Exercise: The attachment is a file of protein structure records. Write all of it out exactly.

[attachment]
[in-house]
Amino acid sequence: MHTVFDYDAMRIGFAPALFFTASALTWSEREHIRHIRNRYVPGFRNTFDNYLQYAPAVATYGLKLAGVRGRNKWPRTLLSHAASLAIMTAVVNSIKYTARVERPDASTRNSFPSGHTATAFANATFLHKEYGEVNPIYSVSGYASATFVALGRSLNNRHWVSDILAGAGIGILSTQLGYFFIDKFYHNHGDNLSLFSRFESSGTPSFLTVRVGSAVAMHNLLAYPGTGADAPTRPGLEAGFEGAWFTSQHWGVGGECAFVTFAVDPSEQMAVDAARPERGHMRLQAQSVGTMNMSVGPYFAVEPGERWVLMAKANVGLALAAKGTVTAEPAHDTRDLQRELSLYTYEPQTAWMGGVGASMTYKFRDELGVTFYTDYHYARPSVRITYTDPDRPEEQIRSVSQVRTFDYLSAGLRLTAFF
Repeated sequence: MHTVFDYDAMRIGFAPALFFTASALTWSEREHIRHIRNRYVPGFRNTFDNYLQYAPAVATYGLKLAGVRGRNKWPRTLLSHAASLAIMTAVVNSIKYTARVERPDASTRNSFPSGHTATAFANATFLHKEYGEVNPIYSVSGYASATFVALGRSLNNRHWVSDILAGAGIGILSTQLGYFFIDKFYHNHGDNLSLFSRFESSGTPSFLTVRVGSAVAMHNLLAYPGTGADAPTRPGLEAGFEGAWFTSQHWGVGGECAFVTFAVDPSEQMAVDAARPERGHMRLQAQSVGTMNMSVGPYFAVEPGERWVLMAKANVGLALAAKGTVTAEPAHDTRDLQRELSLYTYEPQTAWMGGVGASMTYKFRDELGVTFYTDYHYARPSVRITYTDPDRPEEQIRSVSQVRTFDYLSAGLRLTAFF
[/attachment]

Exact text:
[in-house]
Amino acid sequence: MHTVFDYDAMRIGFAPALFFTASALTWSEREHIRHIRNRYVPGFRNTFDNYLQYAPAVATYGLKLAGVRGRNKWPRTLLSHAASLAIMTAVVNSIKYTARVERPDASTRNSFPSGHTATAFANATFLHKEYGEVNPIYSVSGYASATFVALGRSLNNRHWVSDILAGAGIGILSTQLGYFFIDKFYHNHGDNLSLFSRFESSGTPSFLTVRVGSAVAMHNLLAYPGTGADAPTRPGLEAGFEGAWFTSQHWGVGGECAFVTFAVDPSEQMAVDAARPERGHMRLQAQSVGTMNMSVGPYFAVEPGERWVLMAKANVGLALAAKGTVTAEPAHDTRDLQRELSLYTYEPQTAWMGGVGASMTYKFRDELGVTFYTDYHYARPSVRITYTDPDRPEEQIRSVSQVRTFDYLSAGLRLTAFF
Repeated sequence: MHTVFDYDAMRIGFAPALFFTASALTWSEREHIRHIRNRYVPGFRNTFDNYLQYAPAVATYGLKLAGVRGRNKWPRTLLSHAASLAIMTAVVNSIKYTARVERPDASTRNSFPSGHTATAFANATFLHKEYGEVNPIYSVSGYASATFVALGRSLNNRHWVSDILAGAGIGILSTQLGYFFIDKFYHNHGDNLSLFSRFESSGTPSFLTVRVGSAVAMHNLLAYPGTGADAPTRPGLEAGFEGAWFTSQHWGVGGECAFVTFAVDPSEQMAVDAARPERGHMRLQAQSVGTMNMSVGPYFAVEPGERWVLMAKANVGLALAAKGTVTAEPAHDTRDLQRELSLYTYEPQTAWMGGVGASMTYKFRDELGVTFYTDYHYARPSVRITYTDPDRPEEQIRSVSQVRTFDYLSAGLRLTAFF